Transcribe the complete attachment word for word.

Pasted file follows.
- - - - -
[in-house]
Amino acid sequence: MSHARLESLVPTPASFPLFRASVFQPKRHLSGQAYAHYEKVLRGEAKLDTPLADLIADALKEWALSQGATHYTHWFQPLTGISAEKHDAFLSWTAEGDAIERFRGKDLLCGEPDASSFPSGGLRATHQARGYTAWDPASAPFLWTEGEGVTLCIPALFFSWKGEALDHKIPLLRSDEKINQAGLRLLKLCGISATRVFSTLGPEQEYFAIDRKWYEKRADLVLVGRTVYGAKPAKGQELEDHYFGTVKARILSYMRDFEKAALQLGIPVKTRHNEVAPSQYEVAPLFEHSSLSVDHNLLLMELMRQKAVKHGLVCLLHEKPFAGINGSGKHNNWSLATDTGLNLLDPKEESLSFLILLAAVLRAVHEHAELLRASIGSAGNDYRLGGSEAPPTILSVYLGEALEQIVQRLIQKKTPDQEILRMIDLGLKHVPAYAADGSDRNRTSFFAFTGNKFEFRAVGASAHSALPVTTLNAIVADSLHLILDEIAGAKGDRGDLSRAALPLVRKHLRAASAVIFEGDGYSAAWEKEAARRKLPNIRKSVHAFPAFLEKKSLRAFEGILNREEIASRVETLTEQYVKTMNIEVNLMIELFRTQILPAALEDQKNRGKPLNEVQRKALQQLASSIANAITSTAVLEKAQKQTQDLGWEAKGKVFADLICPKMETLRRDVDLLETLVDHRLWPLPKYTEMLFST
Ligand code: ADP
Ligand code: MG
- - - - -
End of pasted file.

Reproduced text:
[in-house]
Amino acid sequence: MSHARLESLVPTPASFPLFRASVFQPKRHLSGQAYAHYEKVLRGEAKLDTPLADLIADALKEWALSQGATHYTHWFQPLTGISAEKHDAFLSWTAEGDAIERFRGKDLLCGEPDASSFPSGGLRATHQARGYTAWDPASAPFLWTEGEGVTLCIPALFFSWKGEALDHKIPLLRSDEKINQAGLRLLKLCGISATRVFSTLGPEQEYFAIDRKWYEKRADLVLVGRTVYGAKPAKGQELEDHYFGTVKARILSYMRDFEKAALQLGIPVKTRHNEVAPSQYEVAPLFEHSSLSVDHNLLLMELMRQKAVKHGLVCLLHEKPFAGINGSGKHNNWSLATDTGLNLLDPKEESLSFLILLAAVLRAVHEHAELLRASIGSAGNDYRLGGSEAPPTILSVYLGEALEQIVQRLIQKKTPDQEILRMIDLGLKHVPAYAADGSDRNRTSFFAFTGNKFEFRAVGASAHSALPVTTLNAIVADSLHLILDEIAGAKGDRGDLSRAALPLVRKHLRAASAVIFEGDGYSAAWEKEAARRKLPNIRKSVHAFPAFLEKKSLRAFEGILNREEIASRVETLTEQYVKTMNIEVNLMIELFRTQILPAALEDQKNRGKPLNEVQRKALQQLASSIANAITSTAVLEKAQKQTQDLGWEAKGKVFADLICPKMETLRRDVDLLETLVDHRLWPLPKYTEMLFST
Ligand code: ADP
Ligand code: MG